• Export translations in the original document’s format
  • Collaboration features where several linguists can work simultaneously on the same project

Proper implementation of CAT tools

Computer-assisted translation tools are a cost-effective way to accelerate the translation process. However, for this to be the case, it’s essential for workers in the field to implement them properly. Where, then, do CAT tools fit into the equation?

As you likely already know, any translation project involves:

  • A customer enquiry
  • The analysis of the project at hand
  • A quote with a turn-around-time estimation
  • The identification of resources
  • Translation
  • Editing
  • Proofreading
  • Final review or QA
  • Delivery

These are all based on interactions between a language provider’s internal teams (i.e., the translation company) and the client.

While there are programs that can facilitate working out information during the customer enquiry,  CAT tool implementation starts during the project analysis phase. It provides an approachable breakdown for a project of new words, repetition of content from previous projects, and what is referred to as “fuzzy matches,” also known as partial matches with what’s in the existing translation memory (if any are in place).

In a large majority of cases, CAT tools see the most action during translation, editing, and proofreading (known as the TEP process). This is where almost all modern translators consider CAT tools necessary for working with source and target text.

Where some might differ, though, is whether they’re vital for the final review process. They can still provide value during this step, but a section of the translation community believes it can negatively impact the results. That is, they consider the final review a chance to analyse the target text on its own before delivery; any information from the source text, at this point, might alter the results in somewhat unexpected ways.

Translators using CAT tools: The benefits for clients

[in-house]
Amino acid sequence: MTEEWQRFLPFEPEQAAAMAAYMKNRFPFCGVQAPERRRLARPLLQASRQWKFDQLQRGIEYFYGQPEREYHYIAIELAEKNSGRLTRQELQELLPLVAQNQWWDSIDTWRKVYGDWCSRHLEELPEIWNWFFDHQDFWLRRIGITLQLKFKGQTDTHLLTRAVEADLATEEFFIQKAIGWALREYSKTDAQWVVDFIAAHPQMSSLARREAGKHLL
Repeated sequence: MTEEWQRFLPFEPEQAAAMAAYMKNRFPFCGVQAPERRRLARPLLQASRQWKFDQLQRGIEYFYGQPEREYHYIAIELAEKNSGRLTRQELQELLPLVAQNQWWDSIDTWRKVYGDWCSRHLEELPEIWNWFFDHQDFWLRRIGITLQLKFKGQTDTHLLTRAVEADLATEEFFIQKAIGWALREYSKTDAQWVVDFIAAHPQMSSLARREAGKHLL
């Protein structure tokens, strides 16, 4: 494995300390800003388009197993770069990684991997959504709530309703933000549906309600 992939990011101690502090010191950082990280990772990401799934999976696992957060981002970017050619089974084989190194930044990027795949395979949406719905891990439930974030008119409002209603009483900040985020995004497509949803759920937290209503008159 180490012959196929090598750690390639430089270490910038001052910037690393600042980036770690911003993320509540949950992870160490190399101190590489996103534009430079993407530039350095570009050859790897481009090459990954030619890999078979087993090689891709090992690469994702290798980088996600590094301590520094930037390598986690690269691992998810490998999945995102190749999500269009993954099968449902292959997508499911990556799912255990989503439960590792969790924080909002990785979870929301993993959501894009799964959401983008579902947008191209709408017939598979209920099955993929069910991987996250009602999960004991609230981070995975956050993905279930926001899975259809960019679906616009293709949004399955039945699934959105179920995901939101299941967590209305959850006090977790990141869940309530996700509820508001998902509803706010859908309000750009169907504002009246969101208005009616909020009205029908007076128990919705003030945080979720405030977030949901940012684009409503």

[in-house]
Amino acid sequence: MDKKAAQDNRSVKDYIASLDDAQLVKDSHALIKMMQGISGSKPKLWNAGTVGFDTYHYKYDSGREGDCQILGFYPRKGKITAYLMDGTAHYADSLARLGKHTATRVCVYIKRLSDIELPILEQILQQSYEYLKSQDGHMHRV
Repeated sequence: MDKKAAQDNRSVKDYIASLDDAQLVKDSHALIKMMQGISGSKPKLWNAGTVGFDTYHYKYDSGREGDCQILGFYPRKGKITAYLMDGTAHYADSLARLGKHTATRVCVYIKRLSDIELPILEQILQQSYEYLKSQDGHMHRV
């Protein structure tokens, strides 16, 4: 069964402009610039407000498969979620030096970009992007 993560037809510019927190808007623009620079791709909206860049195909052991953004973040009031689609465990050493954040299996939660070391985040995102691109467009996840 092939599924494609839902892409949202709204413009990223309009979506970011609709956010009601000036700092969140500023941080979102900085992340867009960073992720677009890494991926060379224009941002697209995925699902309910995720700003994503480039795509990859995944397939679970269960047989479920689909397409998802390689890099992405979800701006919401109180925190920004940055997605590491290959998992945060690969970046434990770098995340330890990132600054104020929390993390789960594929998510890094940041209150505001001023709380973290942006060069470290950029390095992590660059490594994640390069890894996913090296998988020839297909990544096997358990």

The benefits gained from CAT tools aren’t exclusive to translators. Clients, when consistent with a particular translator or team of translators, will also see major benefits and more effective results. This is thanks to the build-up of a translation memory dedicated and tailored specifically to their business. Take a quick look at the primary advantages that clients enjoy when their hired translators work with CAT tools:

Improved consistency

Consistent terminology is among the most critical elements in translation projects. CAT tools help ensure consistency through their translation memory capabilities and the creation of a tailored and separate termbase.

Termbases and glossaries

Termbases, also known as translation glossaries, are part of CAT tools’ in-built terminology modules. It’s important to note that these are flexible and can integrate with external databases.

Termbases store terms that are specific for a job, but are sometimes applied to other projects. Translators (and managers at translation-buying companies) work with these by entering certain words in two or more languages. Then they can add term descriptions, comments regarding term usage, and other specifics to keep in mind for future translations.

Here’s what a termbase in a CAT tool looks like:

Example of a Term Base in CAT Tools
Termbase in a CAT Tool

Translation memories within CAT tools

Translation memory (TM) sounds somewhat similar to a termbase, but they’re quite different. A translation memory is a separate database that holds on to previously used translations. By storing past translations, a translation memory draws on this data to re-use words, phrases, and sentences for future translations. These segments can vary in length and the software chooses them based on their contextual relevance for the project at hand.